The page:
Once upon a time, there lived a man named 'Gomaji Ganesh' who lived in a town called Andheri. At one point in time, this man established custom in the Courts of Law that no order or document could be accepted as legal unless it bore a stamp with his name on it, along with the words 'The Brass Door'. From that point on, all of the officials of that town only accepted a document as being legal if it bore the stamp of 'Gomaji Ganesh, The Brass Door'. This procedure for making documents legal continued for a long time until eventually the stamp officially became part of the legal system of the city of Andheri, and no-one ever enquired as to just whom this 'Gomaji Ganesh' was. As time passed, it happened that one day an important document that did not bear the official stamp of 'Gomaji Ganesh, The Brass Door' was cited as evidence in a case filed in the Court of Law. Except for the fact that this document did not have the official stamp, it was otherwise completely legal according to all other points of law and ordinary procedure. At one point in the case, an objection was raised that the document should not be accepted as evidence because it did not bear the official stamp of 'Gomaji Ganesh, The Brass Door'.
At that point, a courageous man who was a party to the lawsuit argued before the judge that the document was perfectly valid because it bore all of the relevant signatures of the current government officials. He argued, 'Why should the document not be admissible if it is otherwise perfectly legal except that it does not bear the stamp of Mister Gomaji Ganesh? Thus, he questioned the legality of the stamp itself. Consequently, the legality of the stamp was made an issue of contention. Until that day, no-one had ventured to bring this issue before a Court of Law. Since it had now arisen for the first time, it was decided that a decision should be made regarding the legality of this stamp. Out of curiosity about how the procedure of the stamp 'The Brass Door' came to be put in place, the judge himself took the matter in hand for inquiry. When his inquiry was completed, he discovered many years in the past, a man of no particular status, a Mister Gomaji Ganesh, had taken advantage of the badly administered government, and had put his own name on a stamp that was to be used for all official documents.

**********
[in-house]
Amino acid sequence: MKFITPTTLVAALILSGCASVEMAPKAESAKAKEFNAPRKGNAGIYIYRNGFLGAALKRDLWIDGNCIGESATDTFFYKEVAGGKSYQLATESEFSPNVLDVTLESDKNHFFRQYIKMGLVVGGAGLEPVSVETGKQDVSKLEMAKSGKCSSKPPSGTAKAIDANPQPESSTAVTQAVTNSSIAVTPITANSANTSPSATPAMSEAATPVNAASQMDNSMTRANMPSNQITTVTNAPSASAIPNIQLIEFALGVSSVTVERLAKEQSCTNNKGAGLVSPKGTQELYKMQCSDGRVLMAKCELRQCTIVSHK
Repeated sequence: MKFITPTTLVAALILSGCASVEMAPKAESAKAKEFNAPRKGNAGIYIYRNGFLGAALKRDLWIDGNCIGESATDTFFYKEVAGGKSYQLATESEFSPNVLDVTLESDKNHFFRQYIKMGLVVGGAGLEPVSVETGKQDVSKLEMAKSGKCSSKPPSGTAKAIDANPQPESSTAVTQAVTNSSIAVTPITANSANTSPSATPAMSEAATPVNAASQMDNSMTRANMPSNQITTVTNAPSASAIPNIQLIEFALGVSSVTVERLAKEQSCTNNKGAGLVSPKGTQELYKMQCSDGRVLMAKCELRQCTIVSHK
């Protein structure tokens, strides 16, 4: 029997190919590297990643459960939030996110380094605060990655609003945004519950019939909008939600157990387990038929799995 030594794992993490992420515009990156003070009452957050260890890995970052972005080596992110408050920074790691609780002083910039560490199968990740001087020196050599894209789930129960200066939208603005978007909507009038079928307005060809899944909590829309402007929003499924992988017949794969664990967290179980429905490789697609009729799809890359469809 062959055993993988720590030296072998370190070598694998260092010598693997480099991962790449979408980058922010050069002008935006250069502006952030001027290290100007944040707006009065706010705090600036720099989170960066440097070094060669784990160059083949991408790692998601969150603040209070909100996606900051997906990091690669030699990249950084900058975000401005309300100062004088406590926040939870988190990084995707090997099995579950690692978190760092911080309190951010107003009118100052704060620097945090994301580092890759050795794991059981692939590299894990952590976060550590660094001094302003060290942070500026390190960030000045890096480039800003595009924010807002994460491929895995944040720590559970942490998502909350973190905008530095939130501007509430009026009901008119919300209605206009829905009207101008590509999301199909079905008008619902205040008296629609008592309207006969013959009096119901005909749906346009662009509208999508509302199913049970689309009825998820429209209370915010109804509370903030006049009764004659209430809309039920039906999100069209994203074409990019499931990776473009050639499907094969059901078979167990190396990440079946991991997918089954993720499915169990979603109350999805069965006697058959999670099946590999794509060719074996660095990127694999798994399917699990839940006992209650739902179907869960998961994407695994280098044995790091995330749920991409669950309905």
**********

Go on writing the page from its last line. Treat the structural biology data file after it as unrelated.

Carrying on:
From that time onward, all government officials simply continued to follow the tradition blindly. In fact, the judge discovered that Mister Gomaji Ganesh was a man of no importance whatsoever, who had no authority of any kind. When the judge made his discovery, a decision was made by the Court that the stamp was looked upon with ridicule.
In the same way, we can inquire about the sense of 'I', and how it dominates everything with the stamp of 'I' or 'mine', just like the stamp of Mister Gomaji Ganesh described in the above story.
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